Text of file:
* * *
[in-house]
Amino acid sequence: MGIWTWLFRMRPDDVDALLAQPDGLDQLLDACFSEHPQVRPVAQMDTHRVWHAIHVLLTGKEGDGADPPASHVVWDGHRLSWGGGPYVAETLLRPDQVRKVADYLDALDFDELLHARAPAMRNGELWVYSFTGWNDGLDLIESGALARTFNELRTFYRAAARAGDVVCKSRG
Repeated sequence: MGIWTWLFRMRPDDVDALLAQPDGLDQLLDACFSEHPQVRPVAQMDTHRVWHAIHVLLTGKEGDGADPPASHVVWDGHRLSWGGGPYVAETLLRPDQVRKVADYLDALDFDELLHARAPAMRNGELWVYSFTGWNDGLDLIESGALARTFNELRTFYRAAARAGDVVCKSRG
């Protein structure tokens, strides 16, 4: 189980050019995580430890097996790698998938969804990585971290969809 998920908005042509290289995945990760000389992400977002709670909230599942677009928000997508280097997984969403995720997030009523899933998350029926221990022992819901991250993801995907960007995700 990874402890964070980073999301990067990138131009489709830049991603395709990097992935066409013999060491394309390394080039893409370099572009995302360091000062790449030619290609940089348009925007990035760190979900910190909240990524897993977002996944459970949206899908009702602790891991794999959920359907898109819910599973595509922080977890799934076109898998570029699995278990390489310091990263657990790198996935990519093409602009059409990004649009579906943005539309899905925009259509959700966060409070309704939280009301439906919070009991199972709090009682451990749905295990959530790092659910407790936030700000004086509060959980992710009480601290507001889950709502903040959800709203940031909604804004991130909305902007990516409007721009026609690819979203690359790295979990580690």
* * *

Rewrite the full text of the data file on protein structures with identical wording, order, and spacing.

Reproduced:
[in-house]
Amino acid sequence: MGIWTWLFRMRPDDVDALLAQPDGLDQLLDACFSEHPQVRPVAQMDTHRVWHAIHVLLTGKEGDGADPPASHVVWDGHRLSWGGGPYVAETLLRPDQVRKVADYLDALDFDELLHARAPAMRNGELWVYSFTGWNDGLDLIESGALARTFNELRTFYRAAARAGDVVCKSRG
Repeated sequence: MGIWTWLFRMRPDDVDALLAQPDGLDQLLDACFSEHPQVRPVAQMDTHRVWHAIHVLLTGKEGDGADPPASHVVWDGHRLSWGGGPYVAETLLRPDQVRKVADYLDALDFDELLHARAPAMRNGELWVYSFTGWNDGLDLIESGALARTFNELRTFYRAAARAGDVVCKSRG
């Protein structure tokens, strides 16, 4: 189980050019995580430890097996790698998938969804990585971290969809 998920908005042509290289995945990760000389992400977002709670909230599942677009928000997508280097997984969403995720997030009523899933998350029926221990022992819901991250993801995907960007995700 990874402890964070980073999301990067990138131009489709830049991603395709990097992935066409013999060491394309390394080039893409370099572009995302360091000062790449030619290609940089348009925007990035760190979900910190909240990524897993977002996944459970949206899908009702602790891991794999959920359907898109819910599973595509922080977890799934076109898998570029699995278990390489310091990263657990790198996935990519093409602009059409990004649009579906943005539309899905925009259509959700966060409070309704939280009301439906919070009991199972709090009682451990749905295990959530790092659910407790936030700000004086509060959980992710009480601290507001889950709502903040959800709203940031909604804004991130909305902007990516409007721009026609690819979203690359790295979990580690």